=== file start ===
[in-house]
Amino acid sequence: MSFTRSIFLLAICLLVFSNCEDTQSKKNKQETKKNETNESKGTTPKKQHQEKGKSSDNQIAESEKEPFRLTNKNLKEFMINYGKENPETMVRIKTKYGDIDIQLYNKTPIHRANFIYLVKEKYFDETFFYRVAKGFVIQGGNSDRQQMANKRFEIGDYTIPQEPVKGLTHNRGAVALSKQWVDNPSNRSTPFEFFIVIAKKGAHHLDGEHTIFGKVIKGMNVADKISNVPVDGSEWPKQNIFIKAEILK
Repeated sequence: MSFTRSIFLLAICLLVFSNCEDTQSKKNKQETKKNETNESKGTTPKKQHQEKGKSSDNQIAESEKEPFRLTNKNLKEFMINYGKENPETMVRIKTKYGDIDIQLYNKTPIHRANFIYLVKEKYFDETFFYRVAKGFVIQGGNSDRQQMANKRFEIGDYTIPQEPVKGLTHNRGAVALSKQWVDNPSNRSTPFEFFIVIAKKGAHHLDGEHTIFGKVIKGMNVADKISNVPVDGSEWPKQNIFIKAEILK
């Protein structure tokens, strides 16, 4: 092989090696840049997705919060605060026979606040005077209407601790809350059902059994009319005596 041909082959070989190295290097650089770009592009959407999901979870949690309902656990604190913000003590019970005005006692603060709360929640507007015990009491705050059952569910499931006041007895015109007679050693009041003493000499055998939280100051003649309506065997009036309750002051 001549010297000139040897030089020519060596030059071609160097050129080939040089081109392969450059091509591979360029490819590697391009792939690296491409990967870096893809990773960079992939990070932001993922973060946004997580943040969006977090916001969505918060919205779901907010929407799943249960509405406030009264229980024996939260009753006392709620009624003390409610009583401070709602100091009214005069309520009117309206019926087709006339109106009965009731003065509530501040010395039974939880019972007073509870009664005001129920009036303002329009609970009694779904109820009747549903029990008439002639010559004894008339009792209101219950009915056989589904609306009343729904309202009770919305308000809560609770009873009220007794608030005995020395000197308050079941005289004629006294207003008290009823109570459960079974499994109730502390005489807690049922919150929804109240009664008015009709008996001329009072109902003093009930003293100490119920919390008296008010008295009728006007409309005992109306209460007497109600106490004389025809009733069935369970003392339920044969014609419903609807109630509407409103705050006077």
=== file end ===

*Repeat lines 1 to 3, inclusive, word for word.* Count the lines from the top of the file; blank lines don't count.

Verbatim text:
[in-house]
Amino acid sequence: MSFTRSIFLLAICLLVFSNCEDTQSKKNKQETKKNETNESKGTTPKKQHQEKGKSSDNQIAESEKEPFRLTNKNLKEFMINYGKENPETMVRIKTKYGDIDIQLYNKTPIHRANFIYLVKEKYFDETFFYRVAKGFVIQGGNSDRQQMANKRFEIGDYTIPQEPVKGLTHNRGAVALSKQWVDNPSNRSTPFEFFIVIAKKGAHHLDGEHTIFGKVIKGMNVADKISNVPVDGSEWPKQNIFIKAEILK
Repeated sequence: MSFTRSIFLLAICLLVFSNCEDTQSKKNKQETKKNETNESKGTTPKKQHQEKGKSSDNQIAESEKEPFRLTNKNLKEFMINYGKENPETMVRIKTKYGDIDIQLYNKTPIHRANFIYLVKEKYFDETFFYRVAKGFVIQGGNSDRQQMANKRFEIGDYTIPQEPVKGLTHNRGAVALSKQWVDNPSNRSTPFEFFIVIAKKGAHHLDGEHTIFGKVIKGMNVADKISNVPVDGSEWPKQNIFIKAEILK